• Family therapy.

Cognitive behavioral therapy is a standard treatment. It aims to help individuals identify and change negative thoughts or beliefs about social situations. Exposure therapy, or cognitively delivered exposure, can also help. With this approach, the patient gradually works up to facing the occasions they fear with a therapist and in a safe setting.

Many support groups for anxiety can also help. They operate in a way that allows participants to observe initially without feeling pressured to speak.

Members of the support groups typically establish a nonjudgmental environment by being more understanding of the difficulties connected with anxiety. Importantly, these groups generally enable members to watch before actively engaging, installing a safe and welcoming setting. In general, anxiety support groups provide a helpful environment where people may share their experiences and work on coping mechanisms.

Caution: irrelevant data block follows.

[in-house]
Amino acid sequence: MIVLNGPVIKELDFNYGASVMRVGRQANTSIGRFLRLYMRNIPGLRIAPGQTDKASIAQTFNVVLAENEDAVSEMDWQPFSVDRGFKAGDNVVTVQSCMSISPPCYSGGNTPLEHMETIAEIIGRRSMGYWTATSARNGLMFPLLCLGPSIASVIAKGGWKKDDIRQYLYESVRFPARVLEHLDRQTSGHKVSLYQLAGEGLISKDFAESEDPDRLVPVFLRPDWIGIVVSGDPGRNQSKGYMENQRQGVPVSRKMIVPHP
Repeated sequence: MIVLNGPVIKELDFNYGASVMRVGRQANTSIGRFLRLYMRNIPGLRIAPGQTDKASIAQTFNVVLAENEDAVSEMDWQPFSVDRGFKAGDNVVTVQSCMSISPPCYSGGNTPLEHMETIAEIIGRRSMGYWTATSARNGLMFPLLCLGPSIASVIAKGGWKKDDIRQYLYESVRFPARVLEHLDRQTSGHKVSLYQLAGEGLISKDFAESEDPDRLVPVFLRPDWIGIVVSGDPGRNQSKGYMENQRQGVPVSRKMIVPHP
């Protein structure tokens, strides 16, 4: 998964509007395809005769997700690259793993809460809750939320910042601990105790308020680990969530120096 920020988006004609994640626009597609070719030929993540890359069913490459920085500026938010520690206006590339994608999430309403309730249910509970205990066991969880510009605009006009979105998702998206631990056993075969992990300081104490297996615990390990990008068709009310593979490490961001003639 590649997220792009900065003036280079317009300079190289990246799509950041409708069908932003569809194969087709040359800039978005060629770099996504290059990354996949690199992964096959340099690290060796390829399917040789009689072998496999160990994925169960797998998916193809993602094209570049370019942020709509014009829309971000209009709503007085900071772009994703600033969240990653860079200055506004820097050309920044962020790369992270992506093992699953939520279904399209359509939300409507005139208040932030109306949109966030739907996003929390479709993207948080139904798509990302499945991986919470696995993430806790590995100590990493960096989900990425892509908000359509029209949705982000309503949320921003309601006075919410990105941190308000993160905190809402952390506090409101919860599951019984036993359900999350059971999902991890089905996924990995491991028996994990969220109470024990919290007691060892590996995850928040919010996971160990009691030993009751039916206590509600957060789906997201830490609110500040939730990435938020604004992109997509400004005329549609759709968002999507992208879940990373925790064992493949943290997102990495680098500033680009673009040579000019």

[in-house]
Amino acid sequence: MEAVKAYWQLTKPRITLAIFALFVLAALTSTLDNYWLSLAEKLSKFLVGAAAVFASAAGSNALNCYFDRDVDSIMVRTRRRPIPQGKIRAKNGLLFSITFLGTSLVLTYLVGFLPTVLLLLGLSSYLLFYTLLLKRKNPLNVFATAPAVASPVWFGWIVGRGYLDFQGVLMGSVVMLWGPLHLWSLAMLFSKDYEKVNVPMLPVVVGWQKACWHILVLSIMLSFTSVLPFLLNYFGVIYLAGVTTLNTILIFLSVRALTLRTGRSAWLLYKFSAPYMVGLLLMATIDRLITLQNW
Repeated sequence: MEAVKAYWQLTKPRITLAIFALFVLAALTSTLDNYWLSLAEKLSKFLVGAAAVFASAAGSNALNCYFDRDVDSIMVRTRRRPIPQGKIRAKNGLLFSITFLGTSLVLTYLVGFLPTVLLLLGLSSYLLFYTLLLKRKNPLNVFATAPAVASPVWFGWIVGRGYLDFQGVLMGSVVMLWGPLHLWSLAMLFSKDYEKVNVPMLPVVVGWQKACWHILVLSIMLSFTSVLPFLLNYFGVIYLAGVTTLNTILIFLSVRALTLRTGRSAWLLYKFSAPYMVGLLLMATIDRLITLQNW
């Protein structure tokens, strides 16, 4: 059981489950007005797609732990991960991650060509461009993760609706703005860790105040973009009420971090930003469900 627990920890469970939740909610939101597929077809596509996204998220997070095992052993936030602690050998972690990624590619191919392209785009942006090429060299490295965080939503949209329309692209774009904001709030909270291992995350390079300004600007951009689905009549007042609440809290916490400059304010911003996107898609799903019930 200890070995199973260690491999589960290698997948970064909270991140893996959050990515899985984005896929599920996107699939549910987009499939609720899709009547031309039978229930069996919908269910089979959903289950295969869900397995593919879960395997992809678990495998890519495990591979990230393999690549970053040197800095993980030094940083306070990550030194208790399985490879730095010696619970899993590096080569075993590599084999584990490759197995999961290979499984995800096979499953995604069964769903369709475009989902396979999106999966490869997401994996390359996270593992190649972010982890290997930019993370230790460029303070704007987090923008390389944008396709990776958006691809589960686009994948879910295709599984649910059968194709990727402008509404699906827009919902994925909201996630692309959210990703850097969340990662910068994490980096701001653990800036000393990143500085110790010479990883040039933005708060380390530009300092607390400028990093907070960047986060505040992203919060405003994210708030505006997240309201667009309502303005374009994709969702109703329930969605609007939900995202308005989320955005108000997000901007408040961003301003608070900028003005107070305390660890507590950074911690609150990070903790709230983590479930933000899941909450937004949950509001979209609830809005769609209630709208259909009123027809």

Selective serotonin reuptake inhibitors (SSRIs), which were designed to treat depression, are also effective for anxiety treatment.
Selective serotonin reuptake inhibitors (SSRIs), which were designed to treat depression, are also effective for anxiety treatment.

Anxiety Medication Names

Anxiety disorders are highly treatable with either cognitive behavioral therapy (CBT) or pharmacotherapy in the form of SSRIs and SNRIs or beta-blockers.

SSRIs include:

  • Fluoxetine (Prozac).
  • Sertraline (Zoloft).
  • Paroxetine (Paxil).
  • Escitalopram (Lexapro).
  • Citalopram (Celexa).
  • Fluvoxamine (Luvox).
  • Vilazodone (Viibryd).
  • Vortioxetine (Trintellix).

SNRIs include:

  • Venlafaxine (Effexor).
  • Duloxetine (Cymbalta).
  • Desvenlafaxine (Pristiq).
  • Levomilnacipran (Fetzima).